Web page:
Burlington, Vermont- Part 1

An Afternoon Marred by Expectation

Why Burlington?  I hadn’t an inkling as to why I chose this place.  Maybe passing references to the Burlington Coat Factory in my youth had long ago etched a subconscious interest in this obscure Vermont town.  A place so far North that they have coat factories does seem radically different than the year-round Gulf Coast sauna that I grew up in.

Never mind this post-rationalizing drivel, I got in my car to fall back in love with adventure.  To fall back in love with writing.  For the last 6 weeks, I’ve immersed myself in the highs and lows of teaching.  Writing and traveling have fallen by the wayside.  An experimental jaunt 4 hours North seemed a fitting cure.


Burlington, Why Not?

I envisioned being blown away by the tranquil water of Lake Champlain and enthralled by the flurry of activity in the hippie mecca that spawned the likes of Phish and Ben & Jerry’s.  The problem with it all is that I came with the idea that this experience would somehow eclipse my prior travel experiences.  I was staring straight through the muddled lens of prior knowledge.

There’s a scene in Wall Street 2, where a financial professional asks a senior colleague what amount of salary would prompt him to finally exit the rat race.  The executive replied, “It’s simple, more.”  Even on a spontaneous road trip, this spirit of wanting more for the sake of more predominated my thoughts.

Oblivious to the dazzling yellow and orange leaves of a New England fall, I stared at Lake Champlain.  The fiery sun glistened off the cool, easy waves and I couldn’t help but compare it to Auckland, New Zealand’s peaceful harbor.  I stared down the vibrant Church Street marketplace and immediately noticed the absence of the cobble-stone pavement of Portland, Maine that I had enjoyed a month earlier.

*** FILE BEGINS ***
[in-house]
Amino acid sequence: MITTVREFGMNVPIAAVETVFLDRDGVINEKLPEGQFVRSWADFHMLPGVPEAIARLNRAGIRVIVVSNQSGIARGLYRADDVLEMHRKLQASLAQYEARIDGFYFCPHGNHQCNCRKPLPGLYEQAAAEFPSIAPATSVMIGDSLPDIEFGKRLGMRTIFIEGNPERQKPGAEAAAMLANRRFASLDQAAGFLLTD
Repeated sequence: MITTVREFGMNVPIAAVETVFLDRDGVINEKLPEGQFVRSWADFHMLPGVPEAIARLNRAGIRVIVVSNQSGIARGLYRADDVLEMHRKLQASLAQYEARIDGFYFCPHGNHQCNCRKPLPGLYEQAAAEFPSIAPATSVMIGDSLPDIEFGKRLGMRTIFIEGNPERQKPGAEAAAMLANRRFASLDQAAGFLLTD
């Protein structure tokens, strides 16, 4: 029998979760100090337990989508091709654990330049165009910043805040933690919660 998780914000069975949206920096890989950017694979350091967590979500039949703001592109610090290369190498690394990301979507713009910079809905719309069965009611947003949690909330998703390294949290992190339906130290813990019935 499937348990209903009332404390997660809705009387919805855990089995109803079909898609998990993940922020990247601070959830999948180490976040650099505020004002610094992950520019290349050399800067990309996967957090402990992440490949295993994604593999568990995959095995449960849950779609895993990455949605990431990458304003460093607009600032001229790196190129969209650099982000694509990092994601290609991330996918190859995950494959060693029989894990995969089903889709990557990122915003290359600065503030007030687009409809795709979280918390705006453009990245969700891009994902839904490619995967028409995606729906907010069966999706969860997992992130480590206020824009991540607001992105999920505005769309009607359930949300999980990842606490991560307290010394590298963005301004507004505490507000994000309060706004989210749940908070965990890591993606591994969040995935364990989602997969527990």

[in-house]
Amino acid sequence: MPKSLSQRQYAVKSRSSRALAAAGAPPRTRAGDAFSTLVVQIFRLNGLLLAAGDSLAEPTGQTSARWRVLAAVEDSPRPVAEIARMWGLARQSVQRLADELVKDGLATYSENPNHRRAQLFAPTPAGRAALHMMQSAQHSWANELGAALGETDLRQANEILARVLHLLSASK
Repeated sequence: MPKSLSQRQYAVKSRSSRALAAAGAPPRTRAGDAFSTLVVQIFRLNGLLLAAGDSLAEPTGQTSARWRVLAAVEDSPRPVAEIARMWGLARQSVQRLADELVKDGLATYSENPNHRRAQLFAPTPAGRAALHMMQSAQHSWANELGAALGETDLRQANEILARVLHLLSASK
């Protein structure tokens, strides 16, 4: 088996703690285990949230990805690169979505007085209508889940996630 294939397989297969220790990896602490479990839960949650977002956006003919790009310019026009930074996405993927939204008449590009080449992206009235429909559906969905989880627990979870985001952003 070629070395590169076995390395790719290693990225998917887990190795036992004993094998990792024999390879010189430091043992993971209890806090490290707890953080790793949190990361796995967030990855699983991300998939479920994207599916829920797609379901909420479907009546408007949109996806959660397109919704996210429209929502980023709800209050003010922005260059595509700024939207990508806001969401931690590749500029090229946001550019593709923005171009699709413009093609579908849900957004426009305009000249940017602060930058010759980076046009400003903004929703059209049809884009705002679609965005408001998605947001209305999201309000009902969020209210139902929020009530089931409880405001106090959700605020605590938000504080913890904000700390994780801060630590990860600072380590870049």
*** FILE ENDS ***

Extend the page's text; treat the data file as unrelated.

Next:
How could I have missed this the first time?

Ri-Ra an Irish Pub

 Our vow is recorded,

our banner unfurled,

in the name of Vermont,

we defy all the world.

Without a damn clue what the practical meaning of the green scarf above the bar meant, I settled into a tight spot next to a 30-something man wearing a greasy backwards Michigan hat.  My first impression was that this was a washed-up frat boy clinging to a past life through desperate support of his alma mater.  I couldn’t have been more wrong.  After a few Traveler’s (a pumpkin ale that I would highly recommend), conversation turned to careers and life choices.  Mike was visiting friends while on furlough, a temporary government shut-down casualty.  It just so happened that Mike was a highly motivated trade advisor to the Obama administration.

This relative level of prestige briefly impressed me but what left a deeper impression was how he got there.  Mike, like myself, spent years in his twenties having bits and pieces of his soul sucked up by the professional services world, albeit in the more glamorous mergers and acquisitions area.  One day, Mike sent his resume to a friend working in Washington, D.C.  The next day Mike’s friend went for a brisk jog along the Potomac River with a close friend who worked for the Democratic Party.  By the following day, Mike’s resume was on the top of a stack of close to 1,000 resumes.  Mike got the job.  Mike loves his job.  When opportunity comes knocking, open the door.


The sun never sets on a day of travel without learning something new